Matt. 7:24-29 (Part 2)

ARCHELAUS: I now take the place of Diodorus, not on account of any impossibilities attaching to him, but because I came to know this person here at a previous time, when he made his way with his wicked designs into the parts where I reside, by the favor of Marcellus, that man of illustrious name, whom he endeavored to turn aside from our doctrine and faith, with the object, that is to say, of making him an effective supporter of this impious teaching. Nevertheless, in spite of all his plausible addresses, he failed to move him or turn him aside from the faith in any one particular. For this most devout Marcellus was only found to be like the rock on which the house was built with the most solid foundations; and when the rain descended, and the floods and the winds burst in and beat upon that house, it stood firm: for it had been built on the most solid and immoveable foundations. The Disputation of Archelaus and Manes, 6.221-222.

7:25 IRENAEUS: But since parables admit of many interpretations, what lover of truth will not acknowledge, that for them to assert God is to be searched out from these, while they desert what is certain, indubitable, and true, is the part of men who eagerly throw themselves into danger, and act as if destitute of reason? And is not such a course of conduct not to build one’s house upon a rock which is firm, strong, and placed in an open position, but upon the shifting sand? Hence the overthrow of such a building is a matter of ease. Against Heresies, 1.399.

ORIGEN: “For neither death nor life nor angels nor other things can separate us from the love of Christ.”  Neither can the flooding of rivers, as in the lands of Egypt and Assyria, do harm. Only those are harmed who build on sand, who practice the wisdom of the world. The winds that blow are like the false prophets. All these, coming together in one place, “beat upon” the house. If it is founded on rock, they do no harm. “The way of a snake upon a rock”  is not to be found. But in the form of temptations and persecutions, which may mount into a flood, they beat upon even the one who seems to be well-founded. The house falls if it does not have Christ as its basis and foundation. But the truly wise person builds one’s house “upon a rock.” This is the way the Lord builds his church—upon the rock, with steadfastness and strength. This is why “the gates of hell shall not prevail against it.”  All the persecutions that fall upon that house accomplish nothing. The house is founded upon the rock. Fragment 153.23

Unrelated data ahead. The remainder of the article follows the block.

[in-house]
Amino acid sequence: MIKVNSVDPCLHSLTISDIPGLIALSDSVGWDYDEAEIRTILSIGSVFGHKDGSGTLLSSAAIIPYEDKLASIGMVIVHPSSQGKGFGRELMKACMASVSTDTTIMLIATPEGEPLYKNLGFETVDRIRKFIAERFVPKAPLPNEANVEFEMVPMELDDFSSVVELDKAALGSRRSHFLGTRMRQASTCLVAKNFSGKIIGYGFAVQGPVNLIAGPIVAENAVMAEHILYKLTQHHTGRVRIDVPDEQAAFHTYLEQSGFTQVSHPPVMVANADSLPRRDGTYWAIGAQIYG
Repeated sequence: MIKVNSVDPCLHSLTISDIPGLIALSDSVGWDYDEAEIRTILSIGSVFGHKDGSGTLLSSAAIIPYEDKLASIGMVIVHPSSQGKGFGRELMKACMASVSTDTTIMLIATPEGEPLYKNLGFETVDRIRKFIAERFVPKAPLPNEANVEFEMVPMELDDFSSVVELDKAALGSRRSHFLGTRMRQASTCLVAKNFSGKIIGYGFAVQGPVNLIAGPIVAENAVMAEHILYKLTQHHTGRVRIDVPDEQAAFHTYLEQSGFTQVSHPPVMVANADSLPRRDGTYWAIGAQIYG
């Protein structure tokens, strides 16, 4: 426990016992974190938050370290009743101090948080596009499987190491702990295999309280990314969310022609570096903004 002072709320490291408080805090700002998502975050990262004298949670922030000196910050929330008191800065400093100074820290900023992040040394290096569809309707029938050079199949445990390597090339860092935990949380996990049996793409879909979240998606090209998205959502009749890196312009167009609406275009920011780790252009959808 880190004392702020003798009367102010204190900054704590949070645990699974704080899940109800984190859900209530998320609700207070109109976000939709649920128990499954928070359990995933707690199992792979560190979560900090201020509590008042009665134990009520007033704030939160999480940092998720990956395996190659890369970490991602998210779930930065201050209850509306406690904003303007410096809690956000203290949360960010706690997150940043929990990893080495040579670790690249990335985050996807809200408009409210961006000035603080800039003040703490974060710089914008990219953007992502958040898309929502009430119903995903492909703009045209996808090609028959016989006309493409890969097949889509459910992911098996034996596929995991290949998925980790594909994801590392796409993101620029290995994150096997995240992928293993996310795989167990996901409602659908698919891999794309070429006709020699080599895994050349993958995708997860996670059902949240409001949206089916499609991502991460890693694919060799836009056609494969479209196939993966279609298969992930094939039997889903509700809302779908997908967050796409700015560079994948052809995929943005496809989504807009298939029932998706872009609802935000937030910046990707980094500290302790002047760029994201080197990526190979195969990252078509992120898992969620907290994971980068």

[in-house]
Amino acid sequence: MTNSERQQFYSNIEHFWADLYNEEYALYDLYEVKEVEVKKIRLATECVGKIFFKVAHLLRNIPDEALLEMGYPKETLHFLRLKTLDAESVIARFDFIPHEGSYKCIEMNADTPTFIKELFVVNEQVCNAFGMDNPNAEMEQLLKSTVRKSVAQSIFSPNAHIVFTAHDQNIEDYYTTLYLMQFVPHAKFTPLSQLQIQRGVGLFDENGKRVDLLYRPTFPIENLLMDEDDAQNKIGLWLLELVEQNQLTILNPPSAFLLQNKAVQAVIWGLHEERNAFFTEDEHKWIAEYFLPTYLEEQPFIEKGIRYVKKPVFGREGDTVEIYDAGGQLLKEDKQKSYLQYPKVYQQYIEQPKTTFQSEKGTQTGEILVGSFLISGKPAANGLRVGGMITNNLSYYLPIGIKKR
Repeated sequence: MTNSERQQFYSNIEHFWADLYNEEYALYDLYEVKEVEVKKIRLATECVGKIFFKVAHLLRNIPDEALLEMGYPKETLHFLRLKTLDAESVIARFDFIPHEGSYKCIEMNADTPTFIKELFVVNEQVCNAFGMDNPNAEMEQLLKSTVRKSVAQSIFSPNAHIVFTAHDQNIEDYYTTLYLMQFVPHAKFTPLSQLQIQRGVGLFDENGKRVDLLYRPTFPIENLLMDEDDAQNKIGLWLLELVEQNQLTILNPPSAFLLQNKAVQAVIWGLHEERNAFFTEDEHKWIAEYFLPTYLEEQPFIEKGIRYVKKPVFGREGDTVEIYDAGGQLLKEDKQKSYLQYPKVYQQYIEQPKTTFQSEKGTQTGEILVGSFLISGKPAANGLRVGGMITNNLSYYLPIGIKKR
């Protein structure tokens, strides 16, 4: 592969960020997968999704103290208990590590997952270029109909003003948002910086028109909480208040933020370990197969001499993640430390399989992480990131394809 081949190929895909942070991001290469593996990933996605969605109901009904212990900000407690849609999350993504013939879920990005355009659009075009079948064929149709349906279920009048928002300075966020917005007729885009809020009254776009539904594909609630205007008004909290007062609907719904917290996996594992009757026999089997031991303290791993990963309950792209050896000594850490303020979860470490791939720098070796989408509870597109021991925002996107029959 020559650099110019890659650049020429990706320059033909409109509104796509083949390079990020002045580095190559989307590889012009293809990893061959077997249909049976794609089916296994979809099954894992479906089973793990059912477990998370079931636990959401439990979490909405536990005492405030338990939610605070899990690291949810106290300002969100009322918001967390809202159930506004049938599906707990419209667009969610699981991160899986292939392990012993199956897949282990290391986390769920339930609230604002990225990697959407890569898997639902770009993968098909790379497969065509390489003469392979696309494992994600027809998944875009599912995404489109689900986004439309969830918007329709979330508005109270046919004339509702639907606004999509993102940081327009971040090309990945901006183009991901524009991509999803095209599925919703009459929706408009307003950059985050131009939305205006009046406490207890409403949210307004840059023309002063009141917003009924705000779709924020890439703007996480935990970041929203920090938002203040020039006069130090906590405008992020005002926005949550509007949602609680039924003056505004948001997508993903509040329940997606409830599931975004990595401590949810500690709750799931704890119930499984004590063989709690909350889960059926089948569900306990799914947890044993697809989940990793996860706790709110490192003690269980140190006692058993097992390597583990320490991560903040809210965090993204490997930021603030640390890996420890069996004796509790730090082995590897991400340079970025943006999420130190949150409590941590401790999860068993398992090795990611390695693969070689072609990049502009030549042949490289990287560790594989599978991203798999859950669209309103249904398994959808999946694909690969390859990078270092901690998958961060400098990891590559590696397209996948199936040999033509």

7:26 ANONYMOUS: The Lord made known the future destruction in the Gospel in these words, saying, “He who hears my words and does not do them, I will liken him to a foolish man, who built his house upon the sand: the tempests came and beat upon that house, and it fell; and great was its destruction.” A Treatise Against the Heretic Novatian by an Anonymous Bishop. 5.659 

7:28ff JUSTIN MARTYR: Brief and concise utterances fell from Him, for He was no sophist [a paid teacher of philosophy and rhetoric in ancient Greece, associated in popular thought with moral skepticism and specious reasoning.], but His word was the power of God.
The First Apology, 1.167.

TERTULLIAN: But “they were all astonished at His doctrine.” Of course they were; for, Luke says, “His word was with power” —not because He taught in opposition to the law and the prophets. No doubt, His divine discourse gave forth both power and grace, building up rather than pulling down the substance of the law and the prophets. Otherwise, instead of “astonishment,” they would feel horror. It would not be admiration, but aversion, prompt and sure, which they would bestow on one who was the destroyer of law and prophets, and the greater propounder as a natural consequence of a rival god; for he would have been unable to teach anything to the disparagement of the law and the prophets, and so far of the Creator also, without premising the doctrine of a different and rival divinity. Inasmuch, then, as the Scripture makes no other statement on the matter than that the simple force and power of His word produced astonishment, it more naturally shows that His teaching was in accordance with the Creator by not denying that it was so, than that it was in opposition to the Creator, by not asserting such a fact. And thus He will either have to be acknowledged as belonging to Him, in accordance with whom He taught; or else will have to be adjudged a deceiver since He taught in accordance with One whom He had come to oppose. Against Marcion, 3.352-353.

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